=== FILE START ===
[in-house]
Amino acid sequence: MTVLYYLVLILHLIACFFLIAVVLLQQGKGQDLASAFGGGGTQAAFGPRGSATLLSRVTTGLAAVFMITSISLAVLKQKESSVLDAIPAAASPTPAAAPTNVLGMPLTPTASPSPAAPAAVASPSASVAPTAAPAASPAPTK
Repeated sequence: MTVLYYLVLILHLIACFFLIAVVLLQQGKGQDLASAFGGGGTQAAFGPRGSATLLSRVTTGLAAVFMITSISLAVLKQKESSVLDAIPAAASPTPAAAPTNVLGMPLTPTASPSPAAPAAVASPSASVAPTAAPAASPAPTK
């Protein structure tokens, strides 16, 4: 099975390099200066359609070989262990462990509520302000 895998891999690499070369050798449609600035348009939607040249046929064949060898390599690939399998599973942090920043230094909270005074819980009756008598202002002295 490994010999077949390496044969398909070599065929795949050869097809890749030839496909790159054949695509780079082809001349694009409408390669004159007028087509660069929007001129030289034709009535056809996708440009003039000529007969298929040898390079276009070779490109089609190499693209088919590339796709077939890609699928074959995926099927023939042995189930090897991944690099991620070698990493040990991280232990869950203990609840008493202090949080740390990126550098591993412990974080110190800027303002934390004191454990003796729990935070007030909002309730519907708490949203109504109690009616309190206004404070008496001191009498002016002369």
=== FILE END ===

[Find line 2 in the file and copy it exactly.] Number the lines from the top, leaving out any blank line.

Amino acid sequence: MTVLYYLVLILHLIACFFLIAVVLLQQGKGQDLASAFGGGGTQAAFGPRGSATLLSRVTTGLAAVFMITSISLAVLKQKESSVLDAIPAAASPTPAAAPTNVLGMPLTPTASPSPAAPAAVASPSASVAPTAAPAASPAPTK